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"I do not have rice for sushi."

Translation:У меня нет риса для суши.

November 8, 2015

18 Comments


https://www.duolingo.com/profile/agt_kington

I know that “no” is “нет,” but when does “not” translate to “не,” and when does it translate to “нет”?


[deactivated user]

    «Нет» is used in the following cases:

    • When answering a yes/no question: «Вы говори́те по-узбе́кски?» — «Нет». ('Do you speak Uzbek?' 'No, I don't.')
    • When talking about absence of something, we use «нет» + Genitive case form of the thing missing. This is usually translated 'there's no' or 'there're no': «Во всём до́ме нет све́та» ('There's no electricity in the whole house.' Literally: in whole house there-is-no light). In this construction «нет» may be replaced with «не́ту» in colloquial speech: «Во всём го́роде нету магазина комиксов» (There's not [a single] comics shop in the whole town. Literally: In whole town there-is-no shop of-comics)
    • As a particular case of the previous construction, when a preposition «у» is used to indicate possession, we translate it with «don't have», «have no»: «У меня́ нет соба́ки» (I don't have a dog. Literally: at me there-is-no dog)

    In all the other cases, we use «не». Notably:

    • When negating most verbs: «Я не зна́ю» (I don't know)
    • When negating adjectives (it's spelled as one word then): «несве́жий хлеб» (non-fresh bread, i.e. stale bread)
    • In sentences of the type «X is not Y»: «Я не ве́дьма» 'I'm not [a] witch'.

    https://www.duolingo.com/profile/Shady_arc

    There is one more use, a short negation of a statement with the omission of the "real" verb or other predicate that would carry the meaning:

    • Мы инженеры, а они нет. = We are engineers, and they aren't.
    • Мария спит, а я нет. = Maria is asleep (sleeping) and I am not.

    and even

    • Анна любит Тома, а он её нет. = Anna loves Tom, yet he does not love her.

    https://www.duolingo.com/profile/vytah

    нет also means "there is no"/"there are no"/"is not there"/"are not there" etc.

    In case of sentence like this, it literally means "There is no rice for sushi at me"


    https://www.duolingo.com/profile/obscure-memes

    I'm still confused on the difference between для and за...


    https://www.duolingo.com/profile/Christophe656225

    As you can see by the total lack of response, so are the Russians (I asked a friend of mine and she couldn't even understand the question lol). This said, here is what I found: - Benefit = для + Genitive - Temporal "for" (Duration after Action) = на + Accusative


    https://www.duolingo.com/profile/haki.76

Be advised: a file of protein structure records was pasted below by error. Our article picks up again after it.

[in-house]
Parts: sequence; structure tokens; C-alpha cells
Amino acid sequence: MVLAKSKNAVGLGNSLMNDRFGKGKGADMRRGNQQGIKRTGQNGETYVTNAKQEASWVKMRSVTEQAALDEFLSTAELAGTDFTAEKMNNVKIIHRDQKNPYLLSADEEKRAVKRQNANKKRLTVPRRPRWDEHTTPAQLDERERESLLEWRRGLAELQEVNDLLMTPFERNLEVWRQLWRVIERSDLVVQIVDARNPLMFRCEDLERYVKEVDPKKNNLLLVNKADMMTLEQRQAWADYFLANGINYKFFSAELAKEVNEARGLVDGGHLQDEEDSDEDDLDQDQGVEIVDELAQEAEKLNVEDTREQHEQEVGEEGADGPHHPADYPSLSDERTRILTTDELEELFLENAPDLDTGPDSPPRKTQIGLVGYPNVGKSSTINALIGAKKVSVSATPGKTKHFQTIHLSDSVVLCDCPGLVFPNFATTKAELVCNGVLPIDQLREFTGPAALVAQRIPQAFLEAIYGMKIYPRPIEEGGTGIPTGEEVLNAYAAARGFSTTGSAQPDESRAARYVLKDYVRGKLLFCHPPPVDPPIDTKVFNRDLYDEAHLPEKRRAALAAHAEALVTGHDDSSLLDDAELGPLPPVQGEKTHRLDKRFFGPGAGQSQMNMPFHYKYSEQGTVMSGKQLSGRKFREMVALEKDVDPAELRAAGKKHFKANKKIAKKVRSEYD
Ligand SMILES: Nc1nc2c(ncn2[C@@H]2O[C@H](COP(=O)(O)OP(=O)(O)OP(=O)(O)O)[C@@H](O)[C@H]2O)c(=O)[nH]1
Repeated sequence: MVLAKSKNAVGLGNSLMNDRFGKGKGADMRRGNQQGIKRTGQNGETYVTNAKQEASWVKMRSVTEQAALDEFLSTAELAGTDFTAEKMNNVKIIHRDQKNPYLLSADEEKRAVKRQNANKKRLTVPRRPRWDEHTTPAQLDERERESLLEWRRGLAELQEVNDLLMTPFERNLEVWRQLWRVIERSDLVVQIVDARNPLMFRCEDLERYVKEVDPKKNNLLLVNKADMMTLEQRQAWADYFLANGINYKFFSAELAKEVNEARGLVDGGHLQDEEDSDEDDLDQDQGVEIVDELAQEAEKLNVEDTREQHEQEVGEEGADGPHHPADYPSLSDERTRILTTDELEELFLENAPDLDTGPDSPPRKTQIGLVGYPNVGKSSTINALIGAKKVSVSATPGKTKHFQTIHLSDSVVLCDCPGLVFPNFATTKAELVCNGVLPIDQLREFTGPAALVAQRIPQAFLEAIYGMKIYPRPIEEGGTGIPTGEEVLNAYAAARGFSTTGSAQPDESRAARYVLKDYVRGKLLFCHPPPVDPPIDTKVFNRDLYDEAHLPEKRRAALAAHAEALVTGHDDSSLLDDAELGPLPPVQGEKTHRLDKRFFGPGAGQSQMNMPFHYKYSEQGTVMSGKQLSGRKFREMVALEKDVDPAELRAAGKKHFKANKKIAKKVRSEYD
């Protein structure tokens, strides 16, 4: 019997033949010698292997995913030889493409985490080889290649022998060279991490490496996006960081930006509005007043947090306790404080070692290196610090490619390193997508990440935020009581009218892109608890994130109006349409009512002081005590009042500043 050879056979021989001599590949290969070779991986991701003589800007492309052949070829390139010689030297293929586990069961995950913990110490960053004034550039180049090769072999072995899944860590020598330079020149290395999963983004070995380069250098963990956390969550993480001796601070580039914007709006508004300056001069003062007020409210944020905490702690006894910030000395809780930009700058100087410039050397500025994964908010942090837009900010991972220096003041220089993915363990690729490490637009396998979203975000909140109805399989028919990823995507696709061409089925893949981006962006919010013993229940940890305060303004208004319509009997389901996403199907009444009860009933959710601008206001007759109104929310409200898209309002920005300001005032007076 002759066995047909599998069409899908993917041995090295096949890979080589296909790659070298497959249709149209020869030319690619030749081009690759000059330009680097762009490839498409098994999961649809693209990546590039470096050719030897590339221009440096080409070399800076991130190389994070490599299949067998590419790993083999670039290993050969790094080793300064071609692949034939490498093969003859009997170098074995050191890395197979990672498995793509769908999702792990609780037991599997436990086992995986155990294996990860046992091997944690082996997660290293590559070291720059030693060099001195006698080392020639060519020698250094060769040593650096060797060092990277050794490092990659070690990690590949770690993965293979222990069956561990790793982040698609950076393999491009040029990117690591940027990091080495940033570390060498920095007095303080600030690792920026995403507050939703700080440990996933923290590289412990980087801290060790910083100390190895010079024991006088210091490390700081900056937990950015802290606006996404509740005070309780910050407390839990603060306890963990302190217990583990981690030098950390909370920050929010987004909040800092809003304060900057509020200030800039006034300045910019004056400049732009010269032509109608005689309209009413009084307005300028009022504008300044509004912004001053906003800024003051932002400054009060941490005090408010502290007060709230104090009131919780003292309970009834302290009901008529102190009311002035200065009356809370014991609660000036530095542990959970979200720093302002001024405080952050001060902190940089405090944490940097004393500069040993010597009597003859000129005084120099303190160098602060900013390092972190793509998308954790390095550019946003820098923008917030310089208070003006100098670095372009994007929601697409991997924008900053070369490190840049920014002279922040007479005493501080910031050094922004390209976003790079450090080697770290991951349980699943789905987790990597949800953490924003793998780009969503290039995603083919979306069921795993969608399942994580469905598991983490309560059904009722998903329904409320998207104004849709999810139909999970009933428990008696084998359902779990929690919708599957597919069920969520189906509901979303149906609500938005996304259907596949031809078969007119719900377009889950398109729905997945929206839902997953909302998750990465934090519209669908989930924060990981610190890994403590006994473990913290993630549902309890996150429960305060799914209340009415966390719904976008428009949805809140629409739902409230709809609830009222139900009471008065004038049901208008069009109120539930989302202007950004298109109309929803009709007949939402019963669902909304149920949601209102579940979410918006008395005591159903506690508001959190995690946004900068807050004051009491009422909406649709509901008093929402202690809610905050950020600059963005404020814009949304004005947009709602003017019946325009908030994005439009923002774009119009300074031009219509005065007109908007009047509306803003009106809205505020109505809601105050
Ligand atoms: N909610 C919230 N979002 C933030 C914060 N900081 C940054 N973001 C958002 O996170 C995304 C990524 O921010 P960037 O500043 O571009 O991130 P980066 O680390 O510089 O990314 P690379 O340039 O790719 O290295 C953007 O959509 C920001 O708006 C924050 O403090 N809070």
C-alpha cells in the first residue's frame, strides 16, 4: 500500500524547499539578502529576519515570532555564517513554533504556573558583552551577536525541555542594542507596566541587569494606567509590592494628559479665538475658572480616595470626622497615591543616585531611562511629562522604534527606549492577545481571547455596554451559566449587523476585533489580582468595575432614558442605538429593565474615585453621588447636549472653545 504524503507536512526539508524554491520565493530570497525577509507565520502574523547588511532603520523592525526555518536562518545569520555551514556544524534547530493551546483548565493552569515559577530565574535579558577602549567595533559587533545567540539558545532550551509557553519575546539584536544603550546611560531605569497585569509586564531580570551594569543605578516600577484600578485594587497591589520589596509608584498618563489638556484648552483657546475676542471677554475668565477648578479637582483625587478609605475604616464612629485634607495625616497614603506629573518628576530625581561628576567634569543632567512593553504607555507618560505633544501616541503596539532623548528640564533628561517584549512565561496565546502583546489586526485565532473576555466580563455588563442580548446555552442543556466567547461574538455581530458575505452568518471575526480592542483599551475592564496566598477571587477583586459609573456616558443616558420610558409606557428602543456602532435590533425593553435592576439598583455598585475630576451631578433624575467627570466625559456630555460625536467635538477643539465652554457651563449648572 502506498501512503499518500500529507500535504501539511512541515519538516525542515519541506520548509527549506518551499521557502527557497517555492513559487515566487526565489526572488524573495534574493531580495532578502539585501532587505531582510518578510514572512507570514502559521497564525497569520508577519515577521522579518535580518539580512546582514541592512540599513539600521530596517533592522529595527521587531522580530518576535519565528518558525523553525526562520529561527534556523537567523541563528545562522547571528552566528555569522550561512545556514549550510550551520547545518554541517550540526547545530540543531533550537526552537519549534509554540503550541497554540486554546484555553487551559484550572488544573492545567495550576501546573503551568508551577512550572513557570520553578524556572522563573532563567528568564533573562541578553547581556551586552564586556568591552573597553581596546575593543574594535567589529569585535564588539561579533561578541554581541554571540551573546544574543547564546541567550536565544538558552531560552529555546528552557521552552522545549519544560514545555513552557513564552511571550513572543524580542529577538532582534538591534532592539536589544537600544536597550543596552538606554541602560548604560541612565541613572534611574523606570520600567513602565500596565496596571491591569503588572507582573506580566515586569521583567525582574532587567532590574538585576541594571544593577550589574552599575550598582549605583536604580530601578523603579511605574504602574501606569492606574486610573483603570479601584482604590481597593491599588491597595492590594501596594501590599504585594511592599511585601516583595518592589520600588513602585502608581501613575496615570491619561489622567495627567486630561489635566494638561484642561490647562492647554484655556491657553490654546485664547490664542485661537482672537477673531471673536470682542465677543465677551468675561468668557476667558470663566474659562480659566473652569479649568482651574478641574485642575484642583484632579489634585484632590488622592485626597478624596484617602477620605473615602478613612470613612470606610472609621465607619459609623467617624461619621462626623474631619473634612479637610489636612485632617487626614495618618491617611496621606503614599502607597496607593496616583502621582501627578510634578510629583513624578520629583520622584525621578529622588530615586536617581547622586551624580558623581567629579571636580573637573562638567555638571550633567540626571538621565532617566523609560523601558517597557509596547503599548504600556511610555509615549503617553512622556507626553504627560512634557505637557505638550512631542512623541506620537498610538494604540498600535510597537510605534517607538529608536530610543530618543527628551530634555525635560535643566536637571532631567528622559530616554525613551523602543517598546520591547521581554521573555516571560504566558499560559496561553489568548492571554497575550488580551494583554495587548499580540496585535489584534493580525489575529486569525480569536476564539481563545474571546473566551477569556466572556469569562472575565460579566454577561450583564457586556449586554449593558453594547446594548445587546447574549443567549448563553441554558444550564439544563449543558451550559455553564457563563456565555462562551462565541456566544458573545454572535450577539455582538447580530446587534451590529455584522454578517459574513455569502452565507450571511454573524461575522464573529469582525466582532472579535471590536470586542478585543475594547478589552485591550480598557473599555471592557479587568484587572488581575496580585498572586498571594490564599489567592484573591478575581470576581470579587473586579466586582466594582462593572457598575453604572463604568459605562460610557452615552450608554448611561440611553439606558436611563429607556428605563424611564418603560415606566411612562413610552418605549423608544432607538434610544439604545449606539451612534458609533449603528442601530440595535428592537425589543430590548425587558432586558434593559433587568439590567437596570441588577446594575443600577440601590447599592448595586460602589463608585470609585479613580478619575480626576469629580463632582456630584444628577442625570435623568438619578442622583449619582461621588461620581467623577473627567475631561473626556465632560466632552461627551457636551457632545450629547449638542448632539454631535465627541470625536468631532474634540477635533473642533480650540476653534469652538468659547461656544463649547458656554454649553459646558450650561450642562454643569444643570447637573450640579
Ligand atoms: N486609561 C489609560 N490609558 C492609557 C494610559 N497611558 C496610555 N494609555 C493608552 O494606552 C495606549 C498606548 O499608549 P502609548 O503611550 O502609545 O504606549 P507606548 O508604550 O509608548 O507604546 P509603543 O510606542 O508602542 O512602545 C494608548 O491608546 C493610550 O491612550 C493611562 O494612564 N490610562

why "на" instead of "для" did not accept?


    https://www.duolingo.com/profile/Shady_arc

    You probably remembered the use of на in на завтрак / на обед / на ужин / на десерт. This is mostly used with these meals. It does not fit here.

    • there is another, fairly narrow meaning of на that sort of corresponds to English "for". It means a quantity of resource to be depleted in making/buying/achieving something—e.g., "money for (hiring) another employee" , "concrete enough for 2 floors".

    https://www.duolingo.com/profile/CroHillBilly

    Why is за not also correct?


    https://www.duolingo.com/profile/Shady_arc

    За + Accusative corresponds to English "for" in the following cases:

    • support ("He is for Liberal Democrats", "Are you for or against me?)
    • exchange ("I bought this for $20", "Thanks for your help")
    • replacement, to a degree (in English replacing "instead" with "for" might cause confusion)

    https://www.duolingo.com/profile/shlomi31407

    "Нету риса" а не "нет риса".


    https://www.duolingo.com/profile/Jeffrey855877

    I saw comments about that in another exercise. "Нету риса" is more colloquial and may or may not be used in a particular region or area.


    https://www.duolingo.com/profile/Jeffrey855877

    Does it matter what gender sushi is, since it always seems to be plural?


    https://www.duolingo.com/profile/tim803065

    In which case is суши in this sentence? Риса is genitive because of нет. Is суши accusative?


    https://www.duolingo.com/profile/Shady_arc

    It is Genitive (для requires the Genitive). Does it matter, though? All forms of суши are the same.


    https://www.duolingo.com/profile/tim803065

    Thanks for clearing it up! It doesn't matter in this case. But it would if it was something else than sushi )


    https://www.duolingo.com/profile/rilianxi

    Why is it risa? It's not the subject?


    https://www.duolingo.com/profile/hoverin

    When you express the lack of something (I don't have, there isn't, etc.) you use нет + the missing thing in genitive. Риса is the genitive case for rice.

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